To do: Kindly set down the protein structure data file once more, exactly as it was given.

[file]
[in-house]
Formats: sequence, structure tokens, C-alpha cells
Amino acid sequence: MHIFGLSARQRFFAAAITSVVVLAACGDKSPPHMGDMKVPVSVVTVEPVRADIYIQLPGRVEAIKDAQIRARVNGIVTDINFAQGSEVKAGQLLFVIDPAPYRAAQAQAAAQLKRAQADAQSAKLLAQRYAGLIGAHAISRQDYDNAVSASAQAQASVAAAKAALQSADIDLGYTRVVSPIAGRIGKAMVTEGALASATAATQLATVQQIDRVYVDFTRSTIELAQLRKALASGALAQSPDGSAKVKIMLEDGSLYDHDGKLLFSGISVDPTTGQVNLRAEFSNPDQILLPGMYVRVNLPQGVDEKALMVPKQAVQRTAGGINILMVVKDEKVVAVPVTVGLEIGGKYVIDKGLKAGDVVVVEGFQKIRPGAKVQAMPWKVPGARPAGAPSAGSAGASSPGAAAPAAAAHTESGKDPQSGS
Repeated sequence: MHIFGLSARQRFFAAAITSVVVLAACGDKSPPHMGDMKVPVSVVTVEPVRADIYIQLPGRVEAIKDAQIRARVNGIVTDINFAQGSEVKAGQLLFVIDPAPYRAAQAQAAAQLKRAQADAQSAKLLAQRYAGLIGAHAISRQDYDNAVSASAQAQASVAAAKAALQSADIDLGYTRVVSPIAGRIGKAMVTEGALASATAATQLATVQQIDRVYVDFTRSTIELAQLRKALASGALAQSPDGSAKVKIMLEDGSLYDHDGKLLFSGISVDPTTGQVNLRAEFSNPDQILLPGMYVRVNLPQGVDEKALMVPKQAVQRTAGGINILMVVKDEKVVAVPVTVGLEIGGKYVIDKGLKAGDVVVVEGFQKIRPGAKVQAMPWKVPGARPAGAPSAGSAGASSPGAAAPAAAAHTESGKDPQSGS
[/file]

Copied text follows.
[in-house]
Formats: sequence, structure tokens, C-alpha cells
Amino acid sequence: MHIFGLSARQRFFAAAITSVVVLAACGDKSPPHMGDMKVPVSVVTVEPVRADIYIQLPGRVEAIKDAQIRARVNGIVTDINFAQGSEVKAGQLLFVIDPAPYRAAQAQAAAQLKRAQADAQSAKLLAQRYAGLIGAHAISRQDYDNAVSASAQAQASVAAAKAALQSADIDLGYTRVVSPIAGRIGKAMVTEGALASATAATQLATVQQIDRVYVDFTRSTIELAQLRKALASGALAQSPDGSAKVKIMLEDGSLYDHDGKLLFSGISVDPTTGQVNLRAEFSNPDQILLPGMYVRVNLPQGVDEKALMVPKQAVQRTAGGINILMVVKDEKVVAVPVTVGLEIGGKYVIDKGLKAGDVVVVEGFQKIRPGAKVQAMPWKVPGARPAGAPSAGSAGASSPGAAAPAAAAHTESGKDPQSGS
Repeated sequence: MHIFGLSARQRFFAAAITSVVVLAACGDKSPPHMGDMKVPVSVVTVEPVRADIYIQLPGRVEAIKDAQIRARVNGIVTDINFAQGSEVKAGQLLFVIDPAPYRAAQAQAAAQLKRAQADAQSAKLLAQRYAGLIGAHAISRQDYDNAVSASAQAQASVAAAKAALQSADIDLGYTRVVSPIAGRIGKAMVTEGALASATAATQLATVQQIDRVYVDFTRSTIELAQLRKALASGALAQSPDGSAKVKIMLEDGSLYDHDGKLLFSGISVDPTTGQVNLRAEFSNPDQILLPGMYVRVNLPQGVDEKALMVPKQAVQRTAGGINILMVVKDEKVVAVPVTVGLEIGGKYVIDKGLKAGDVVVVEGFQKIRPGAKVQAMPWKVPGARPAGAPSAGSAGASSPGAAAPAAAAHTESGKDPQSGS